The way the programme is implemented varies across the country: sometimes the intercalated degree will be specifically for medical students (e.g. a supervisor-led research project culminating in a dissertation), whilst sometimes the intercalated student will complete taught courses offered to final year BSc or masters students, or a combination of these. At some medical schools the intercalated degree may be undertaken in a specific subjects (e.g. Immunology, Pathology, Cardiovascular Science, Respiratory Science, Social Medicine, Management, History Of Medicine, Humanities etc.), whilst at other medical schools there is a common curriculum for all intercalated students (often with some choice within it).
At many medical schools, the year is optional, and a relatively small percentage of students elect to study for it. At the University of Nottingham, all students undertake a research project and dissertation under the supervision of schools within the Faculty of Medicine and Health Sciences, leading to a BMedSci (Hons) Degree in the third year. Whilst this additional degree is uniquely awarded within the five-year period of study, Nottingham medical students undertake heavily extended third and fourth years of up to 48 weeks in order to accomplish both the BMedSci and early clinical training.
In contrast to this, all students at University College London, Imperial College London, Bute Medical School (St Andrews), University of Oxford, University of Edinburgh and University of Cambridge study for a BSc/BA in addition to their medical degrees. These five medical schools have a six-year curriculum, in which students complete a three-year pre-clinical course, which leads to a BSc or BA, followed by a three-year clinical course, which in combination with the BSc or BA leads to a full medical degree. The degree awarded is BA at Oxford and Cambridge (which later becomes an MA), and BSc at the others. At these five medical schools, it is sometimes also possible to spend extra optional year(s) where one can study for an intercalated masters or doctoral degree in addition to the BSc/BA which all students receive, for example, the University of Cambridge offers an MB PhD programme of nine years total duration comprising preclinical training, the intercalated BA (see above), clinical training and within the clinical training period a PhD. University College London offers an MB PhD programme which can be completed in just eight years of study.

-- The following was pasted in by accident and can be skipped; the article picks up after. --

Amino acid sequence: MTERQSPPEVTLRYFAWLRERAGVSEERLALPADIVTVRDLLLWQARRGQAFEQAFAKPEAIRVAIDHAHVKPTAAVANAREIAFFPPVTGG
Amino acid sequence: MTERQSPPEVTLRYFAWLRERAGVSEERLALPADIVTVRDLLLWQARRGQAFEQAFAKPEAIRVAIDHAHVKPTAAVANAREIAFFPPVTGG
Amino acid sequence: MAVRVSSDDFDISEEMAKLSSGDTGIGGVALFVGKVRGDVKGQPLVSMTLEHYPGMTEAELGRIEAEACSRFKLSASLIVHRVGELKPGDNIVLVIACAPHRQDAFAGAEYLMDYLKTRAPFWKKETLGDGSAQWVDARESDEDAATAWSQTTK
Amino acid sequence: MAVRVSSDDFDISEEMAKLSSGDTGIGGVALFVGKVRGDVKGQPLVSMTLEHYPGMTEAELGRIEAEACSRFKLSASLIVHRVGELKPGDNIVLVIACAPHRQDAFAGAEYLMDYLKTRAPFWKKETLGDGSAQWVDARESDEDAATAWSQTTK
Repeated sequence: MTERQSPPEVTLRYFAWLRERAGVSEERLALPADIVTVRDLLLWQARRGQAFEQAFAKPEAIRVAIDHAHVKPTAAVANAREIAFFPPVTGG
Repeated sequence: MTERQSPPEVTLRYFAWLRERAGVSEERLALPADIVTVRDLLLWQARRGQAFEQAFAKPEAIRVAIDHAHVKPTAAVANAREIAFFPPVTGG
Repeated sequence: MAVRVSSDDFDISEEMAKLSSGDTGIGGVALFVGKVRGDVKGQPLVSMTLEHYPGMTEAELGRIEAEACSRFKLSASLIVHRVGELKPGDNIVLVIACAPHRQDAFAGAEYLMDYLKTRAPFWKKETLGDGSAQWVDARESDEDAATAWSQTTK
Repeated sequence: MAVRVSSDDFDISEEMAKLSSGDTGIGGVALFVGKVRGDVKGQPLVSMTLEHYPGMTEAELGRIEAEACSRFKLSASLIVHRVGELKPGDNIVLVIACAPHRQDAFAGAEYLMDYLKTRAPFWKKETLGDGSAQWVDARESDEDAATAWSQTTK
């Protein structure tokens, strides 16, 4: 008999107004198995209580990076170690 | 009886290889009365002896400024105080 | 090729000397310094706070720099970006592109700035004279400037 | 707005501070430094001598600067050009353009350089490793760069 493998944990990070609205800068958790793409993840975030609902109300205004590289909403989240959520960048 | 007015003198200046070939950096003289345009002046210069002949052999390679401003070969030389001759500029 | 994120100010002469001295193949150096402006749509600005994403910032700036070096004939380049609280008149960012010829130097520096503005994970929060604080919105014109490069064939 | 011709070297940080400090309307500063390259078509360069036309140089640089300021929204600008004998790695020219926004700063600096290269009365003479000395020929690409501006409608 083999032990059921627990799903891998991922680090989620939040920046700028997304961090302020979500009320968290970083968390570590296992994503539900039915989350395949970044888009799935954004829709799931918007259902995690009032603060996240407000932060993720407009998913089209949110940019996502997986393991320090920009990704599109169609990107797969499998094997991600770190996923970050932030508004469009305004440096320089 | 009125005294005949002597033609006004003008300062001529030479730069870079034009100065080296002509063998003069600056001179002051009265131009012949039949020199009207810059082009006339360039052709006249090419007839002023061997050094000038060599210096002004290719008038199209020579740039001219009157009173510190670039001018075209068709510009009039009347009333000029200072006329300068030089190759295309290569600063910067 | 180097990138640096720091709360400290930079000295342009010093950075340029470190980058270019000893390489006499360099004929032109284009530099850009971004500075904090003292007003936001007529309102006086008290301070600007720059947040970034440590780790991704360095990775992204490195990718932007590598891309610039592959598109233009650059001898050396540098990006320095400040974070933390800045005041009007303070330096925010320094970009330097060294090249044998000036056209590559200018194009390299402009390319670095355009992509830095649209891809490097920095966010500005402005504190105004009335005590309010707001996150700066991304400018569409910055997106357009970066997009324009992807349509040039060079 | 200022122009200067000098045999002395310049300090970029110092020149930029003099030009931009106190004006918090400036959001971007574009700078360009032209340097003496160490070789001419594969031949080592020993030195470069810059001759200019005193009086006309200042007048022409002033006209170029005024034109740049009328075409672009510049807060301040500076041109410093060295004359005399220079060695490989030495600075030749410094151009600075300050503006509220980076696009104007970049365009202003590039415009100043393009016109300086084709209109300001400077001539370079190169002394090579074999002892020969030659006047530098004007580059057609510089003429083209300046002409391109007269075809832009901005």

Degrees are classified according to the British undergraduate degree classification system. This is taken into account in the Foundation Schools Application Form, in which applicants are awarded extra points for a higher class degree. As of 2012, intercalated degrees are able to contribute the maximum of 4 points to the foundation year 1 posts application. The number of points awarded is as following: 4 for a first class, 3 points for a 2.1 class, 2 points for 2.2 class and 1 point for a third class.
Medical student life
Most UK medical students belong to medsocs, or groups set up within the university's students' union and run by and for medical students, typically organising social events (such as Balls/formals), sporting events (e.g. the National Association of Medics' Sports (NAMS) and academic events or career events. Four medical schools have separate student unions for medical students: Imperial College School of Medicine Students' Union, Edinburgh's Royal Medical Society, UCL (RUMS: Royal Free, University College and Middlesex Medical Students' Society) & Barts & The London Student's Association.
The United Kingdom Medical Students Association (UKMSA) is a nationally based student-doctor collaboration which unites medical societies and their student members across different universities in the UK. The current (2017) president is Andrew Cole, and the vice president is Michael Grant.
Meducation is an online revision and learning tool that encourages social interaction between medical students worldwide. It has 30,000 users.
The largest free publication in the UK for medical students is the award-winning Medical Student Newspaper. It is written and produced entirely by medical students and is distributed in hard copy to the five medical schools of London, and available online for all.
Many students also focus on extracurricular academic activities, for example many UK schools have their own student society dedicated to improving health both within the local area through various action projects and globally, through campaigning and working abroad. Medsin is a fully student run network of healthcare students and is the UK's member of the International Federation of Medical Students' Associations. Other societies are dedicated to raising awareness about careers in specialties such as surgery  and general practice.
There are many student awards available, varying in prestige, from local university awards to national awards. Considered the most prestigious award for a medical student in the UK is the currently Medical Student of the Year, hosted by The Royal Society of Medicine and the Royal College of Psychiatrists. This is largely because the other colleges have no such award, with the normal national prizes being named after experts in that field.